Microsoft Access offers several techniques to help you select, move, align, and size report objects. Different techniques are most effective in different situations. Experience will tell you which technique you should use and when. Selecting, moving, aligning, and sizing report objects are quite similar to performing the same tasks with form objects. The techniques are covered briefly in the following sections; for a more detailed explanation of each technique, refer to Hour 11, "Creating Forms."
To select a single report object, you click it; selection handles appear around the selected object. After you have selected the object, you can modify any of its attributes (properties), or you can size, move, or align it.
To select multiple objects so that you can manipulate them as a unit, you can use any of the following techniques:
Hold down the Shift key as you click multiple objects. Each object you click is then added to the selection.
Place the mouse pointer in a blank area of the report. Click and drag to lasso the objects you want to select. When you let go of the mouse button, any objects completely or even partially within the lasso are selected.
Click and drag within the horizontal or vertical ruler. As you click and drag, lines appear, indicating the potential selection area. When you release the mouse button, all objects within the lines are selected.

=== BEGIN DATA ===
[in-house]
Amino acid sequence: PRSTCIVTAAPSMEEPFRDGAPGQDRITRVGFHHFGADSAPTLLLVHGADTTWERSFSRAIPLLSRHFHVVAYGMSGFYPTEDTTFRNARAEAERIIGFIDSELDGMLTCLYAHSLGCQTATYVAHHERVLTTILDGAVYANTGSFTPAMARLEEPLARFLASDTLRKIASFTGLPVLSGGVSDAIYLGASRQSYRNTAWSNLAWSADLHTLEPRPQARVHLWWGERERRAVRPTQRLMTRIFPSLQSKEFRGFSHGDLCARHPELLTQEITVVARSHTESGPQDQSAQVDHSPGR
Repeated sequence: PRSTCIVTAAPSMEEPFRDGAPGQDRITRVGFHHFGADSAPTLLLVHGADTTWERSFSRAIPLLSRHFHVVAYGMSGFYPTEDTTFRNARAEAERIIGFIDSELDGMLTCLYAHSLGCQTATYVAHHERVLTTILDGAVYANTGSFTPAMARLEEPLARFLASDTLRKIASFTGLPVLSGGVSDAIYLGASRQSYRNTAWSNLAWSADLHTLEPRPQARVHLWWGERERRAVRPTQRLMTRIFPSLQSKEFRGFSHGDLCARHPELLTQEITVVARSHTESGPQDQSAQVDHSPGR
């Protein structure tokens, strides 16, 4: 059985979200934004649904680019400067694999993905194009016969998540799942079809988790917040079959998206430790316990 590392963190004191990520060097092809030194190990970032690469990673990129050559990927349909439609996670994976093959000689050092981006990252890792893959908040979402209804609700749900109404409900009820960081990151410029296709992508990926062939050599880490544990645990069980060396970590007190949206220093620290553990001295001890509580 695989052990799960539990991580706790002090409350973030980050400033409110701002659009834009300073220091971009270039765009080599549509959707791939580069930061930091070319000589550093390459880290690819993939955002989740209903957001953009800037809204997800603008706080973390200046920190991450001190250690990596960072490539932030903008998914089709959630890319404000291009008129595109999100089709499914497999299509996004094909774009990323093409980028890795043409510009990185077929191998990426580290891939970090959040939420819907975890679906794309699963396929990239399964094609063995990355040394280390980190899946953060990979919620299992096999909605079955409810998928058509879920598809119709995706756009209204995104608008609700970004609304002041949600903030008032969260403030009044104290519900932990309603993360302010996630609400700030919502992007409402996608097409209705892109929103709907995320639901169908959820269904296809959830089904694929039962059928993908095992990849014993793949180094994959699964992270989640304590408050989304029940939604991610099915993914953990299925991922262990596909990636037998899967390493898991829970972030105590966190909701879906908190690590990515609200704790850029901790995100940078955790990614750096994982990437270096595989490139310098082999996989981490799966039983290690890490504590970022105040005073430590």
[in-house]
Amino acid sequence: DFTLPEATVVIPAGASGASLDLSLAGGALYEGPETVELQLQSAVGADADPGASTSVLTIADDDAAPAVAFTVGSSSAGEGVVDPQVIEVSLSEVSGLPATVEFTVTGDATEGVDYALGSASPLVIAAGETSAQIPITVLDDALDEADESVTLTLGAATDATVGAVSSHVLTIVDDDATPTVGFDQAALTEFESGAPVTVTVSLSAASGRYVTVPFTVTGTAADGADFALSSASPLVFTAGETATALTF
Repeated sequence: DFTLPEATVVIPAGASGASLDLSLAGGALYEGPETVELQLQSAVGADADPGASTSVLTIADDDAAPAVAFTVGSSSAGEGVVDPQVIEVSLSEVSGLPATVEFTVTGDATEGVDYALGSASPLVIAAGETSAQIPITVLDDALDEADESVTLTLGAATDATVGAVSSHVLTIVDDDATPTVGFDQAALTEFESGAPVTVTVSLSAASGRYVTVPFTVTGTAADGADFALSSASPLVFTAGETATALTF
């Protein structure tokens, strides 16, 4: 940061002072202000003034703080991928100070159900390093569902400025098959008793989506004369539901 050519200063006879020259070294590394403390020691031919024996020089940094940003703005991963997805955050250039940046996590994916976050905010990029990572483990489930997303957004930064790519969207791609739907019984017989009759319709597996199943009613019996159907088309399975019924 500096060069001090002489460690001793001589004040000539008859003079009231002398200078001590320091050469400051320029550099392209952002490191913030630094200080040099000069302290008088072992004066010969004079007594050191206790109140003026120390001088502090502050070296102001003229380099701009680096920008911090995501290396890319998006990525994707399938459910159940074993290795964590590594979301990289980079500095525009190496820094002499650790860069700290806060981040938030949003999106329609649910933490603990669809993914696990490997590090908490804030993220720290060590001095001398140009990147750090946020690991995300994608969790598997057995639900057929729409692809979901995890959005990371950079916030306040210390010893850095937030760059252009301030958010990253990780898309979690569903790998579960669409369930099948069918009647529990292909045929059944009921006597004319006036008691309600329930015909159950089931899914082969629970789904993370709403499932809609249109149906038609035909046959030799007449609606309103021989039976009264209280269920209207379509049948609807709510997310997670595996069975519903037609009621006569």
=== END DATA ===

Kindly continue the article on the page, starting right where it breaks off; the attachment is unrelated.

You need to make sure you understand which objects are actually selected; attached labels can cause some confusion. Figure 12.7 shows a report with four objects selected: the Alphabetical List of Products label, the Category Name label, the QuantityPerUnit text box, and the UnitsInStock text box. If you were to modify the properties of the selected objects, they would be the only objects affected.
If you want to move a single control along with its attached label, you click the object and drag it to a new location. The object and the attached label move as a unit. To move multiple objects, you use one of the methods described in the previous section to select the objects you want to move. After you have selected the objects, you click and drag any of them; the selected objects and their attached labels move as a unit.
Moving an object without its attached label is a trickier process. When the mouse pointer is placed over the center or border of a selected object (not on a sizing handle), the cursor looks like a hand with all five fingers pointing upward. This indicates that the selected object and its attached label move as a unit, maintaining their relationship to one another. However, if you place the mouse pointer directly over the selection handle in the object's upper-left corner, the cursor looks like a hand with only the index finger pointing upward. This indicates that the object and the attached label move independently of one another so that you can alter the distance between them.